God and Diet Pills

African Mango

By Steve B.

I have come to believe that God is to sobriety what diet pills are to weight loss.

The diet pills I’m referring to are the over the counter supplements you see on non prime time commercials on cable TV or obscure channel infomercials. As a rule, these supplements have little pharmacologic value for weight loss.

Nevertheless diet supplements are promoted as essential ingredients for weight loss. So you plunk down some hard-earned cash to get this miracle product. The pills arrive in the mail along with a brochure. It tells you these supplements are meant to work in conjunction with an exercise and food restriction program. So the simple math is Eat Right + Exercise + Diet Pills = Weight Loss.

In AA the equation is Go to Meetings + Participate in Fellowship + Believe in God = Sobriety. In the diet pill analogy the food restriction and exercise are the essential components of weight loss and the diet supplements are basically functioning as placebos. Placebos can be effective. Nearly half of people who take what they think is a pain pill will report a reduction in pain. If you think a diet supplement will decrease your appetite you may actually experience a reduction in appetite. Moreover, when you pay money for some diet pills you are more likely to be compliant with all aspects of the program. So, in that sense, the supplements are working.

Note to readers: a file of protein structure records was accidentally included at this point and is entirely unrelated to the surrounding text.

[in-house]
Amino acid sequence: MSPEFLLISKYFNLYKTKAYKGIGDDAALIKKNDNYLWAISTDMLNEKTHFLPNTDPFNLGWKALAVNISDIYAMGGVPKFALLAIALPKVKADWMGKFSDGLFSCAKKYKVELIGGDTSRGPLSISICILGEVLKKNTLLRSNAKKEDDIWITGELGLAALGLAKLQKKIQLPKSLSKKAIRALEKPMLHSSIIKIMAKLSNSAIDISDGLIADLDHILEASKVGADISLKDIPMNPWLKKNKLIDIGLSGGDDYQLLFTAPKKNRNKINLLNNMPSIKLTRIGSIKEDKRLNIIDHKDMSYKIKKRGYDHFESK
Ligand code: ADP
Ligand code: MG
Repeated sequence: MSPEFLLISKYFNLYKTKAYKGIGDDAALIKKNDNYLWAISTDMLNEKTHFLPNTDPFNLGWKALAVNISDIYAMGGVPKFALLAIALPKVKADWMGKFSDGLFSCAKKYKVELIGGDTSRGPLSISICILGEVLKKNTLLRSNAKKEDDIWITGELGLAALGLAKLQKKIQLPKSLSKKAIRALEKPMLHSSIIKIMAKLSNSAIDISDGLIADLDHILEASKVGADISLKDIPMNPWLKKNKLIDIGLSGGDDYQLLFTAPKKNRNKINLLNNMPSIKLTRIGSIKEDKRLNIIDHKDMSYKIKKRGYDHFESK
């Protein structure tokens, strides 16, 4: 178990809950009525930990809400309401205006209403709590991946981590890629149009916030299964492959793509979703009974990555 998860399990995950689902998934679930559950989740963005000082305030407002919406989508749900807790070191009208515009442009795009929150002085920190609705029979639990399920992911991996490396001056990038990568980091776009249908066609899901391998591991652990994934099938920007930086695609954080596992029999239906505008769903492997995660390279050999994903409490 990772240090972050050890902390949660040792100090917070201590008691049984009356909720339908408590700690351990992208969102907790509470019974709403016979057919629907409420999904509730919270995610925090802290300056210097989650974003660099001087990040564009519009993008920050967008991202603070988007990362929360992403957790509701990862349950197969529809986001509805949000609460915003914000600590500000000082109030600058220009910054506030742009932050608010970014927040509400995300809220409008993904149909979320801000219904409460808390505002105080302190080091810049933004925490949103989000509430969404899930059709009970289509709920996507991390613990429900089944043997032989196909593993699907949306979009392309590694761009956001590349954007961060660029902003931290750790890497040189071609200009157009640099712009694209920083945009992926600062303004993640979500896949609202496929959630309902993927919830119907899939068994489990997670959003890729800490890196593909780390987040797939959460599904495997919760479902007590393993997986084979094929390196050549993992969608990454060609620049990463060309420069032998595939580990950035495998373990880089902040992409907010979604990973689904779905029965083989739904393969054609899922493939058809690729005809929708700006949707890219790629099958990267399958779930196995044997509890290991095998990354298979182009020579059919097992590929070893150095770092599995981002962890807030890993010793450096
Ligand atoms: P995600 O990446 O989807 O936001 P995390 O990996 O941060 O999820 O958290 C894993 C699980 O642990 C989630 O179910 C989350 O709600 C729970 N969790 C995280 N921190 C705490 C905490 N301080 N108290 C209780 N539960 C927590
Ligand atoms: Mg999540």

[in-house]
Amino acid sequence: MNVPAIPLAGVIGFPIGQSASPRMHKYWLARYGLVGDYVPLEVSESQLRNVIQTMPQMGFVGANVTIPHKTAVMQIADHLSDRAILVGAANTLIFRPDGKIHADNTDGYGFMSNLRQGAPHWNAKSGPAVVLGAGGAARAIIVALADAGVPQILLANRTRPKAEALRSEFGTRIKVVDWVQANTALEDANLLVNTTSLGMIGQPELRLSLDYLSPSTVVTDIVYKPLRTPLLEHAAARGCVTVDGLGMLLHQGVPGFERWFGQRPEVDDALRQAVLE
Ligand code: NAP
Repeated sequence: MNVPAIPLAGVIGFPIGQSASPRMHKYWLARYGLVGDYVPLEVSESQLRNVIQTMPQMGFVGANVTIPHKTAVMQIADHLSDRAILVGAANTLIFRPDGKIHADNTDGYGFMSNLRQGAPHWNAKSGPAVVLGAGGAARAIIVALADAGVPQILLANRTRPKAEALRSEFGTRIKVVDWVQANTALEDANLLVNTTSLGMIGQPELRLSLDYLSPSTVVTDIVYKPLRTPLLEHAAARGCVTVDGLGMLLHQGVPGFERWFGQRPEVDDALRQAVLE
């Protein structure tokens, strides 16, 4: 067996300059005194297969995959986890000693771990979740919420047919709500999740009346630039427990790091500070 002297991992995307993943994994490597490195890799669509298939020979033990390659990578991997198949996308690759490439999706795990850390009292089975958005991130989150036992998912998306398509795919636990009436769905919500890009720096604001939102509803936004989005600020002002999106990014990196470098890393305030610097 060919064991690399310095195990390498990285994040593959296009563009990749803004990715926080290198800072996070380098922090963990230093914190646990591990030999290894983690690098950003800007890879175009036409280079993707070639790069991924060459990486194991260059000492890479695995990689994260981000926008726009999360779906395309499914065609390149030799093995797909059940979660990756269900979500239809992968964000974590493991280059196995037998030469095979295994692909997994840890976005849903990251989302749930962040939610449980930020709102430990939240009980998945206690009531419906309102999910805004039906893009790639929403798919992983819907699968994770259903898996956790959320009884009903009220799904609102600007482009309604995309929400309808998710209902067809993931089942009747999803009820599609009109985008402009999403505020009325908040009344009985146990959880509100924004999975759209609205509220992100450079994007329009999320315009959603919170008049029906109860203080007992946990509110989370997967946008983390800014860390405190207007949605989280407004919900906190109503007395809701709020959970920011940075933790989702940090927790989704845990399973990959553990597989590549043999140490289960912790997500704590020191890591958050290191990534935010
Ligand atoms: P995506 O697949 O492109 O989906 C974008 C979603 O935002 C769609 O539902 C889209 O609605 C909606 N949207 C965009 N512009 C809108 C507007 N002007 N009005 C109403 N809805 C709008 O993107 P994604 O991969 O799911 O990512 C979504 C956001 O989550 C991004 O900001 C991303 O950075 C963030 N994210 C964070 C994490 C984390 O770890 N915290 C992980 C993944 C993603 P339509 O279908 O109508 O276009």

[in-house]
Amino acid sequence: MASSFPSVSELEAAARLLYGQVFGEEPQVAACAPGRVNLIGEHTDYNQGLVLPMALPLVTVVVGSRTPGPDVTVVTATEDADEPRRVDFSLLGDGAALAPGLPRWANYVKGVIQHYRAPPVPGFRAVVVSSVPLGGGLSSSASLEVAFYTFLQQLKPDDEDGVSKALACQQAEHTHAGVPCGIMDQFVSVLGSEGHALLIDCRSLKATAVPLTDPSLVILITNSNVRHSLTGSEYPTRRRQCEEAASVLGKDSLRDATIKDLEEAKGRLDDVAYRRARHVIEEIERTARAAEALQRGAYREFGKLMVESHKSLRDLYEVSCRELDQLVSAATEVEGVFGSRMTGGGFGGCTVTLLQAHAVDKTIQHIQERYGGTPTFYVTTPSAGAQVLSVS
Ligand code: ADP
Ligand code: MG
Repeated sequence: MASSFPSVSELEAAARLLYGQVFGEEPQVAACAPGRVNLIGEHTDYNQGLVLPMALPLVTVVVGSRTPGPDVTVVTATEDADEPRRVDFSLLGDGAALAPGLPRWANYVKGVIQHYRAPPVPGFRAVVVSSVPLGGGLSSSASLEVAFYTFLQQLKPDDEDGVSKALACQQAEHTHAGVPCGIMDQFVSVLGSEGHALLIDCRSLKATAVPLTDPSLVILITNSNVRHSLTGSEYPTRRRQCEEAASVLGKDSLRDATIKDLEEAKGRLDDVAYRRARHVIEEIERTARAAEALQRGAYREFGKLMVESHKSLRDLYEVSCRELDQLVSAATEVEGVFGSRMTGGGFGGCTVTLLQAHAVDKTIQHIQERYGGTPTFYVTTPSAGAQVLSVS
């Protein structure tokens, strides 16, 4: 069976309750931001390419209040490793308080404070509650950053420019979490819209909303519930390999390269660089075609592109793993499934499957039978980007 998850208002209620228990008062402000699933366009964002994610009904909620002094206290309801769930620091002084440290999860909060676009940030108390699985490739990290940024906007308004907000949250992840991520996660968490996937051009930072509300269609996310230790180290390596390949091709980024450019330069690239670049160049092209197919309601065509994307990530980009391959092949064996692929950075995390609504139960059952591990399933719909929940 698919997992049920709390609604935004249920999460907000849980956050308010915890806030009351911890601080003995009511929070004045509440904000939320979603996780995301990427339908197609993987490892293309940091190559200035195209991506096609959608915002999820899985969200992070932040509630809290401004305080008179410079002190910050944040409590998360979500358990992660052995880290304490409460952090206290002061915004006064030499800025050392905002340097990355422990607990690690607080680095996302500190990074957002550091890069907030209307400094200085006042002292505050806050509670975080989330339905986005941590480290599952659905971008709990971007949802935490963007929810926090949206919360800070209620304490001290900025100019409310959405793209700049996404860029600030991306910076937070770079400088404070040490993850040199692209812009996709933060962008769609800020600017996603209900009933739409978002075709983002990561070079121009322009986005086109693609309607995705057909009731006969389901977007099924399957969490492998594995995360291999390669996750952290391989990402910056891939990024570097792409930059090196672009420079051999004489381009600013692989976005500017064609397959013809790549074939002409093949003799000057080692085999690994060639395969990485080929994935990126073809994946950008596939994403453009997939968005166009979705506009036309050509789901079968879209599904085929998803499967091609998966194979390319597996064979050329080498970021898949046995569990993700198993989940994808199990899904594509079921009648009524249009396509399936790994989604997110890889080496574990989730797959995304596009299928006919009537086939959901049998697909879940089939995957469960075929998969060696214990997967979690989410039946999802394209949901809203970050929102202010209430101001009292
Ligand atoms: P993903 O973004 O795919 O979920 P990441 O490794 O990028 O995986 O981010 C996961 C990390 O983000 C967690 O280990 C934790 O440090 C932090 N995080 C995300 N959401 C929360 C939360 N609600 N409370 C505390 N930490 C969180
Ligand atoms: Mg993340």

For many in our society belief in God is much more deeply ingrained than the belief in pharmacology that results in the placebo effect. Functional MRI studies have shown that, in a believer, the areas of the brain affected during prayer are the same areas affected when interacting with another person. So God is real in the praying persons brain if you’re a believer. The non-believer does not activate these areas of the brain if saying the same words to himself. [1] I’ve commented to my home group that the religious person probably does have an advantage in maintaining sobriety in AA. The religious person who comes to AA is very likely to believe that the God in AA is the essential ingredient in sobriety. This attitude is held to as tightly as religious beliefs are in general and is fostered by the AA literature and the sharing at most meetings.

This poses a challenge for agnostics in AA.